Judith Fox’s book of photographs about her Alzheimer’s-ravaged husband, I Still Do, is being published this month.
She spoke to Terry Gross on Fresh Air on November 19. The podcast kept me company on my walk through the dark condominium grounds tonight. The exchange between the two women provoked contemplation about my interest and work in photography.
I haven’t done a photo shoot since the abortive shoot with Greg last May.
Now I am poised to resume deliberate, “serious” photography again on Friday. A friend asked me to do portraits of her family when they come together this weekend for Thanksgiving. I am excited about breaking out my professional background and lights again. I checked my two Canon cameras tonight and ascertained they were relatively dust-free, dust being a frequent bane when using older cameras with interchangeable lenses and without digital lens-cleaning systems like newer cameras have. I chose the lenses I plan on using at the shoot and after putting together my kit decided I might as well take it to the Thanksgiving dinner at Ria’s tomorrow. She said she’d like it if I took photos of her and her family.
The ebb and flow of creative activity intrigues me. A week ago I didn’t know how I was going to jump-start project-working again. On Saturday, Visha and Babu came for meditation and asked if I could do her family portraits. Last Monday I had lunch with Arron and Seth and we talked about my doing a documentary of Arron’s cage-fighting activities. I would shoot him training for MMA fights, lifting weights with Seth (who is acting as informal weights trainer for his roommate), his actual fights (if he can secure permission from the promoters), and interviews about his dreams and experiences. In fact last Monday as we talked I identified a topic that would be very interesting to shoot in a video. His description of what he felt before, during and after a fight was eerily similar to what I feel after vipassana meditation. I am intrigued by the possible links between intentionally violent action and the non-action in meditative absorption. At heart my interest remains what it was during my 30-year career dealing with clinical mental states. In fact the interest antedated the career. Some of us are born actors, some, like me, contemplative from the get-go.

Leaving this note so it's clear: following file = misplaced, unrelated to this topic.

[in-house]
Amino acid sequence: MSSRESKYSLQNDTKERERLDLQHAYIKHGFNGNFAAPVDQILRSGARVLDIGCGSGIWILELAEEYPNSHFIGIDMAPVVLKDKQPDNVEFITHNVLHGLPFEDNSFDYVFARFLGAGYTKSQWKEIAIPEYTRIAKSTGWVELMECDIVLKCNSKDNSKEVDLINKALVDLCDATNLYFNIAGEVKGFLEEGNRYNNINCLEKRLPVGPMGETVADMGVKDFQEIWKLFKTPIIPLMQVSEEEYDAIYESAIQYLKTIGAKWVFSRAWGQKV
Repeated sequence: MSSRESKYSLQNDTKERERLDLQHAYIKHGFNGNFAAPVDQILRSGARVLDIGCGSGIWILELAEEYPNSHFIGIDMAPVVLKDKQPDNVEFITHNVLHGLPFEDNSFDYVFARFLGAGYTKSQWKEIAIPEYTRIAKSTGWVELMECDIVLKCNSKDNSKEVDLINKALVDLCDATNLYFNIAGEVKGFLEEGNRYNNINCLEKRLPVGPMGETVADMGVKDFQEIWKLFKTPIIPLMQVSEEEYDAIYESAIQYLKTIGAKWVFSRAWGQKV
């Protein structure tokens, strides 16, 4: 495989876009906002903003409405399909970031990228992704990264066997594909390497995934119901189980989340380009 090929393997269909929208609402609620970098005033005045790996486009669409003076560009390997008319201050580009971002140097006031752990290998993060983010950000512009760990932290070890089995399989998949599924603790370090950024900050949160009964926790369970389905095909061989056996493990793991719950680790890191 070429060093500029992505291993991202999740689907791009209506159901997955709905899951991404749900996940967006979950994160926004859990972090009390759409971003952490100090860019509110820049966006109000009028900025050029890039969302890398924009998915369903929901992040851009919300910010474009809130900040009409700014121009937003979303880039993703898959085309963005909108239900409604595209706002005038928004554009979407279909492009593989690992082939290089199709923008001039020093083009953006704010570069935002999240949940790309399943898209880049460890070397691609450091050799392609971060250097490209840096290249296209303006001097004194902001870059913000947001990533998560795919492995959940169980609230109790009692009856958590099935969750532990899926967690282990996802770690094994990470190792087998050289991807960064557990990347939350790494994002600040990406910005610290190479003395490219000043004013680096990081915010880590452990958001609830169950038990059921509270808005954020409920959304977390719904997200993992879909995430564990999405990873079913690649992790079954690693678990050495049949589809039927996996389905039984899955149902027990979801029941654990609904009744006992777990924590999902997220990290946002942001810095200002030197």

Fox’s husband, Dr. Edmund Ackell, was diagnosed with Alzheimer’s just three years after the then fifty-four-year-old Fox married him. He was even then an eminent surgeon, a pilot and golfer. In ten years he lost all these abilities. Now he could barely shave himself and just months ago Fox finally moved him to a facility that could better care for his now almost totally disabling affliction. But in her interview with Gross, Fox said she started to photograph her husband after reading The Model Wife of Arthur Ollman, a book about iconic male photographers for whom their wives were both models and their muses. She wanted to photograph her own muse, her newly married husband who was then seventy years old. Ed’s only question to her was, why are you photographing me? She said her husband was a modest man and he couldn’t understand why she would want to take his pictures. To her he was handsome and her muse. He was 16 years older than she was and she knew the risks she was taking when she married him. As his illness progressed and he began to lose control of himself she asked him if he was okay with her showing candid images of him. He replied that she could show his soul in her photographs provided she did not show his penis!
Photography is about images captured from the relentless streaming that is life. For me, taking photographs is a special kind of looking, a creative way of seeing. A non-photographer skims through the images of his or her life, seeing what is useful to his strategy or purpose. A photographer combs through the flow of images for that one image that is somehow infused with energy, with what I dare call magic. More skilled and experienced photographers, painters, even writers, can describe what the magic is that they strive to capture with their photographs, with paint, or with words. I don’t have that facility. Maybe if I did I would have a more productive time of it but I doubt it. Even these skilled, experienced artists talk about the struggle they undergo to find those sweet spots when creativity bursts out and their work sings.